Steven Pinker on Why Doom is not Inevitable

presented by Steven Pinker

I don’t think that any­thing will save the world in the sense of bring­ing Utopia to Earth. But I think the world could be improved, and that would be the ver­sion of the ques­tion that I’m very much inter­est­ed in.

Margaret Atwood Fiction Future Environment

Margaret Atwood on Fiction, the Future, and the Environment

presented by Margaret Atwood

We have already changed the world a lot, not always for the bet­ter. Some of it’s for the bet­ter, as far as we human beings are con­cerned. But every time we invent a new tech­nol­o­gy, we like to play with that tech­nol­o­gy, and we don’t always fore­see the con­se­quences.

John Gray Man Beliefs Changes

John Gray on Man, Beliefs, and Changes

presented by John Gray

One of the prob­lems here, of course, is that there’s no we.” Who’s we? I mean, humanity’s composed—the human species is composed—of bil­lions of sep­a­rate indi­vid­u­als with dif­fer­ent goals, dif­fer­ent plans, dif­fer­ent val­ues, and dif­fer­ent ide­als.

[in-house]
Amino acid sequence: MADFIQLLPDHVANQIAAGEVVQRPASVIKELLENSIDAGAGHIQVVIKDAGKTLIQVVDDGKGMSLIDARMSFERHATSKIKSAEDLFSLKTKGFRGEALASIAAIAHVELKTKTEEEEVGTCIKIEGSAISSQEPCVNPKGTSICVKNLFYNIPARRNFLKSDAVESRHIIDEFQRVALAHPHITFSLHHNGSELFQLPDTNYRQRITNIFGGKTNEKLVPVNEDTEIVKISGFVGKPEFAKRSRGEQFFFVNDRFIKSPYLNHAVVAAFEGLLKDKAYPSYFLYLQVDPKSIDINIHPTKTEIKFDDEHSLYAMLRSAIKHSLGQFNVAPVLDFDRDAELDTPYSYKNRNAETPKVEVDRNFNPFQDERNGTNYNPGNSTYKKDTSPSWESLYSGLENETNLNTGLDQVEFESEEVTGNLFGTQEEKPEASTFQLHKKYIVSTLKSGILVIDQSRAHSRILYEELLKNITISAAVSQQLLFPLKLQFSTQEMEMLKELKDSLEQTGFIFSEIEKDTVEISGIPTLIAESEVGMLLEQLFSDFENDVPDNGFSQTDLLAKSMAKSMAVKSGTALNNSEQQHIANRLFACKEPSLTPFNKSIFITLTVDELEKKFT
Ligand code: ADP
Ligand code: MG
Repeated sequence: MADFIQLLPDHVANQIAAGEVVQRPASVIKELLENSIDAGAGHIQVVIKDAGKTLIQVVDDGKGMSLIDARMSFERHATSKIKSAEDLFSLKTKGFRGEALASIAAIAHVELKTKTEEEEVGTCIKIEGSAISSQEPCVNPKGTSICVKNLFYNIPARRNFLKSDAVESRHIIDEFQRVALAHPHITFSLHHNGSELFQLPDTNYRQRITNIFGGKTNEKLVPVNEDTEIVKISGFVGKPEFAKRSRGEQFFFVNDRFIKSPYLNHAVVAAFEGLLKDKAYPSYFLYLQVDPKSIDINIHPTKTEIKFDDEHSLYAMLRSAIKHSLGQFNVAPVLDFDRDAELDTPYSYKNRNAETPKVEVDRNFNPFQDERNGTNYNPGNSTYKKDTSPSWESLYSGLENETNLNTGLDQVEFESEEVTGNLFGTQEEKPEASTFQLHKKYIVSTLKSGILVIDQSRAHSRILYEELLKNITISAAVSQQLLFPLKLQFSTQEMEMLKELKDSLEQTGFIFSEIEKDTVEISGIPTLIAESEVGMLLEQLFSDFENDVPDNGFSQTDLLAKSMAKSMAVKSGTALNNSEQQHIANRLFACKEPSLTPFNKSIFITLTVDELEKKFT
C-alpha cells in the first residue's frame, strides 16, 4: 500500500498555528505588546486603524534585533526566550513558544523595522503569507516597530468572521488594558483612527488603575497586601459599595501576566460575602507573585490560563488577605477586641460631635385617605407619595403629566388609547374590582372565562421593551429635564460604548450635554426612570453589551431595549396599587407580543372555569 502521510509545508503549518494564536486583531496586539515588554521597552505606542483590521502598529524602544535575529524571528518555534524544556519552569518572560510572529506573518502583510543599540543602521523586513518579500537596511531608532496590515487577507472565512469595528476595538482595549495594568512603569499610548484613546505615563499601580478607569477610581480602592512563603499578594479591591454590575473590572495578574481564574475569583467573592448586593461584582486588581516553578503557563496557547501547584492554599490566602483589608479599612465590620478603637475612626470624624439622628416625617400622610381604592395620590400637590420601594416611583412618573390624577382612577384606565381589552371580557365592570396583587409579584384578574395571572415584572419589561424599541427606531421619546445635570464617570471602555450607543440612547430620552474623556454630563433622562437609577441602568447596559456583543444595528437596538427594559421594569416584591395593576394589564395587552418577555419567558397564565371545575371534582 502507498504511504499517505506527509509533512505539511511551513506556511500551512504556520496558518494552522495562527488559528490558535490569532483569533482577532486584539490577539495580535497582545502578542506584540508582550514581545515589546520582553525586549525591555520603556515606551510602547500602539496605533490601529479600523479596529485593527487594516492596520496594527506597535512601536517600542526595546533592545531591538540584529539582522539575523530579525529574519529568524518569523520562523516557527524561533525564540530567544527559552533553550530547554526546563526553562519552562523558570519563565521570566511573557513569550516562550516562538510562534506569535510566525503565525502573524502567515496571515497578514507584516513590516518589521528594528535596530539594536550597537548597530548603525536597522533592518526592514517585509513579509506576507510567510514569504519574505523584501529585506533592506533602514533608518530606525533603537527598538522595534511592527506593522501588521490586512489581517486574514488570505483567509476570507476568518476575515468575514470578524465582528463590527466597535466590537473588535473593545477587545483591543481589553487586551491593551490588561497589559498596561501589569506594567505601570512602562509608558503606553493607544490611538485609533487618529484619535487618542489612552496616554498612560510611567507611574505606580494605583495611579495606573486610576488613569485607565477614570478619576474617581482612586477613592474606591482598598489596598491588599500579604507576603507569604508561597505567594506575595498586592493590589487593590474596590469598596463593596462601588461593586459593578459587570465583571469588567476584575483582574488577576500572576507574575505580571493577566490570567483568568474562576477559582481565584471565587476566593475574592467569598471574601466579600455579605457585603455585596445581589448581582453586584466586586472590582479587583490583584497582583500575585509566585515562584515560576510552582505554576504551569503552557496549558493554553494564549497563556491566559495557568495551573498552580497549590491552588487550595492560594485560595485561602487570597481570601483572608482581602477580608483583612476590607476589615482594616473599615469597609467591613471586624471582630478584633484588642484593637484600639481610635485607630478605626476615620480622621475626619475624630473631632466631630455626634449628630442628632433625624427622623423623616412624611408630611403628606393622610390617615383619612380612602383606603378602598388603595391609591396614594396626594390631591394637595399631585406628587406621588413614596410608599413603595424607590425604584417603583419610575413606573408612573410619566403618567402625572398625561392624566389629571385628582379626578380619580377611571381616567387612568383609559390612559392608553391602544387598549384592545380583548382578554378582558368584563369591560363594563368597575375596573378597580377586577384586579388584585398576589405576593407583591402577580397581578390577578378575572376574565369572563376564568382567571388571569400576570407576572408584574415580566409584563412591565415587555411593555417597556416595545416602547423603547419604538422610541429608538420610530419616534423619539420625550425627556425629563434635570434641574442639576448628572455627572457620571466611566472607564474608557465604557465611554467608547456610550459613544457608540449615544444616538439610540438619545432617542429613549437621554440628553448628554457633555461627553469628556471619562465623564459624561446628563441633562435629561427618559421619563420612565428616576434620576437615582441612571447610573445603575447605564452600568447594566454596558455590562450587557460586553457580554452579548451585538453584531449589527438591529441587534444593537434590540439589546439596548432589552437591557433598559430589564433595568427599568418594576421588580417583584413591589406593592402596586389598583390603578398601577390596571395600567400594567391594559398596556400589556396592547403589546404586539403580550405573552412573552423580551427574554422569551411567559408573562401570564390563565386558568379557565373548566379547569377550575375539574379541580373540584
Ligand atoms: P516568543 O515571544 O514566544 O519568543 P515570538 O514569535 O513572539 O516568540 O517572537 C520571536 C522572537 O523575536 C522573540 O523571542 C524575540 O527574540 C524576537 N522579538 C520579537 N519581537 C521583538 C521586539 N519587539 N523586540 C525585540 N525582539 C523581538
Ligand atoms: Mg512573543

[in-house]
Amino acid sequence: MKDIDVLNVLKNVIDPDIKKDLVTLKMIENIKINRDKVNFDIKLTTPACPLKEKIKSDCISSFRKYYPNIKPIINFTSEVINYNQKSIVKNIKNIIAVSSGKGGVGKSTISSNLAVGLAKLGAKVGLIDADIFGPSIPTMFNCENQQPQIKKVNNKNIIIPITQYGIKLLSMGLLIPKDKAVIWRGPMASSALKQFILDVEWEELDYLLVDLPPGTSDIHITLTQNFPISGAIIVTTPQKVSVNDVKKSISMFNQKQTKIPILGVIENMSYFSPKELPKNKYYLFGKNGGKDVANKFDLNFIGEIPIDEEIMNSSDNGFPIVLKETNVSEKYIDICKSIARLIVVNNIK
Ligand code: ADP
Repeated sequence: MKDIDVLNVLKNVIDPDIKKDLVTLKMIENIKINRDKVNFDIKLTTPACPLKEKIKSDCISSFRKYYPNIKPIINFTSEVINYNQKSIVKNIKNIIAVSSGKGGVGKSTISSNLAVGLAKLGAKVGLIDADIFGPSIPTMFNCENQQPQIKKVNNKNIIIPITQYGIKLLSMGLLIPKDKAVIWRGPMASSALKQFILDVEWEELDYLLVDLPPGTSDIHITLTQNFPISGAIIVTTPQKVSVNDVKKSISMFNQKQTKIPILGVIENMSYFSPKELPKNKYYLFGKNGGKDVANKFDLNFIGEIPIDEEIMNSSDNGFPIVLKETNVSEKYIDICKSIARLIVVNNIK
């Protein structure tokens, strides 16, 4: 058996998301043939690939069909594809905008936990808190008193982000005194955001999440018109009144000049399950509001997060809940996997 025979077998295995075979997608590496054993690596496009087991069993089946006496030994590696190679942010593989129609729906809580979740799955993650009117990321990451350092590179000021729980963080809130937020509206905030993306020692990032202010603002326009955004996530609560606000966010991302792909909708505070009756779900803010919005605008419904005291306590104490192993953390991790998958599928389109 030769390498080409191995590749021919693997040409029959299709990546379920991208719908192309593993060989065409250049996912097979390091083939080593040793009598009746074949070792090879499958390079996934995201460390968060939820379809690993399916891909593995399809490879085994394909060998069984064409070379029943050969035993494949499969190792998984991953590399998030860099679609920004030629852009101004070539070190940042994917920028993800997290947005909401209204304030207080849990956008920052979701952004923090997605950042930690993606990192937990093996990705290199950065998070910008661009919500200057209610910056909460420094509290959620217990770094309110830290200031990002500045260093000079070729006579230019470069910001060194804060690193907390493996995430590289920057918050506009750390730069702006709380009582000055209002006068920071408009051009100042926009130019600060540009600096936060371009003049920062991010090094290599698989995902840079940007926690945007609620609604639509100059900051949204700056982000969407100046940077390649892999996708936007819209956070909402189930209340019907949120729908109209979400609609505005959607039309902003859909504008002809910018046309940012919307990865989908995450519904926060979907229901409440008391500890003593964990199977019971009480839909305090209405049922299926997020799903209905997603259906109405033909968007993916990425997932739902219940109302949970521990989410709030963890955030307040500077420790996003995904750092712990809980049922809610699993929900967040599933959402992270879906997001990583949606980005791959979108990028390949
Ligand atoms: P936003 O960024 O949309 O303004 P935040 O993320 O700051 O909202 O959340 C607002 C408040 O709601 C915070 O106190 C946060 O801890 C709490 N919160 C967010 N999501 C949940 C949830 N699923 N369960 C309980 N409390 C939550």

Steven Pinker Genetically Reengineering Human Nature

Steven Pinker on Genetically Re-engineering Human Nature

presented by Steven Pinker

There are many changes to our insti­tu­tions and our norms and our ideas that can reduce or elim­i­nate the risks of nuclear war with­out what I con­sid­er a rather quixotic attempt to change the course of human evo­lu­tion.

Vint Cerf Arete Medallion Qa

Vint Cerf Areté Medallion Q&A Elon University 2016

presented by Lee Rainie, Vint Cerf

We’ve already been through sev­er­al sit­u­a­tions where new tech­nolo­gies come along. The Industrial Revolution removed a large num­ber of jobs that had been done by hand, replaced them with machi­nes. But the machi­nes had to be built, the machi­nes had to be oper­at­ed, the machi­nes had to be main­tained. And the same is true in this online envi­ron­ment.

Longines Chronoscope Joseph Mccarthy 017